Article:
Fr. Domenico Guarino MCCJ

God willing, after all this, we will think no longer in terms of “them” and “those”, but only “us”. (FT 35)

We live in a time when millions of men, women and children live in the midst of serious humanitarian crises. Social, political and environmental conditions that threaten their lives. It all seems so absurd because, in this globalised world, while we are witnessing an increasing opening of borders to the economic dimension (capital, trade, financial services…), more and more restrictions, walls and barriers arise against the “movement” of people. A world where the pain and death of so many people is before our eyes every day, where human rights are systematically trampled upon, those same rights of which they have been violently robbed in their countries of origin.

If the starting point of the encyclical “Fratelli Tutti” is to recognise the right not to emigrate, i.e. to have the conditions to remain in one’s own land. (129), migration is also “a clear opportunity to put the human person back at the centre” (40), recognising her dignity. It is necessary to get out of the vicious circle of individualism and an exclusionary economic model, which impoverishes peoples and countries.

The pastoral response to this reality must “take on new perspectives and develop new responses” (128). “Welcoming, protecting, promoting and integrating” (129) are fundamental actions to plan a community and networked pastoral path, in order to be more efficient and to be able to achieve the objectives easily, in time and form.

One of the objectives that emerges clearly from the encyclical is to take indispensable steps, especially in response to those who are fleeing grave humanitarian crises. Solidarity between peoples must be translated into concrete actions (130) that guarantee all human beings ‘full citizenship’ in this world1 (131). Dialogue and respect for different identities are important and fundamental ingredients for authentic social friendship. Promoting the culture of encounter is a necessary step to overcome ” a cool, comfortable and globalized indifference” (30).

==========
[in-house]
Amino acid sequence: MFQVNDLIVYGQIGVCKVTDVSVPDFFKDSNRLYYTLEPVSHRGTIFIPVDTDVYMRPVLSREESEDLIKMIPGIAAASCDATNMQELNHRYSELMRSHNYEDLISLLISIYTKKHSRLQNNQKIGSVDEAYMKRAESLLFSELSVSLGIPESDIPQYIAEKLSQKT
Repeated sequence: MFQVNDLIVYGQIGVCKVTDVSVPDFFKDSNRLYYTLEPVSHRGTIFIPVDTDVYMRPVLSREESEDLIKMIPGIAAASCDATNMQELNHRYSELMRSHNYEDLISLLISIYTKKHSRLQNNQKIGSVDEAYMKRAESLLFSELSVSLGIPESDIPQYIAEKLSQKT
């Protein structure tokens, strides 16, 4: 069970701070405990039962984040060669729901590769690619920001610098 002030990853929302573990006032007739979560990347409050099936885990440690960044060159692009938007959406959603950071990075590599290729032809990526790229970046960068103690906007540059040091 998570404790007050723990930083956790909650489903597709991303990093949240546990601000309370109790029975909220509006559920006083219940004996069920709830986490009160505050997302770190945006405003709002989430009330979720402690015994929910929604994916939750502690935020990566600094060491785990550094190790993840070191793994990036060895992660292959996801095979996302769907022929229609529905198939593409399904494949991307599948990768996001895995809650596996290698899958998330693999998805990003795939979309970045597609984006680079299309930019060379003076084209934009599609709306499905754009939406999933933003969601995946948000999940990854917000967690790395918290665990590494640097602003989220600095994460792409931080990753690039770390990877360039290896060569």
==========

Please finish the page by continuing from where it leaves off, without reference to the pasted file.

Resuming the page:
Some action guidelines:

1. Do not renounce the prophetic aspect by denouncing politics and economics that are deviant and bent to partisan interests and agreements dictated by economic interests.

2. Be critical in describing the causes that force millions of people to leave their country.

3. Eradicate racist and rejecting language that stigmatises people. Through education dislodge information controlled and manipulated by social media and politics.

4. Create and support welcoming and supportive communities, capable of experiencing “social friendship“. Small welcoming experiences that offer assistance and integration services to people, accompaniment in the bureaucratic process, professional and work training services. (130).

5. Overcoming a culture of fear that always goes hand in hand with a policy of closure.

6. Put migrants’ lives, their culture and spirituality back at the centre. It is in the encounter where “cultural identity is deepened and enriched” (129) generating new cultural, social, political and religious forms that play a fundamental role in crisis situations.

The encounter of which Pope Francis speaks is not accidental. It is a way of life, a constant commitment to “seek points of contact, build bridges, plan something that includes everyone.” (216)

1“Fratelli tutti”: ideas para la pastoral de los migrantes. P. Fabio Baggio C.S.

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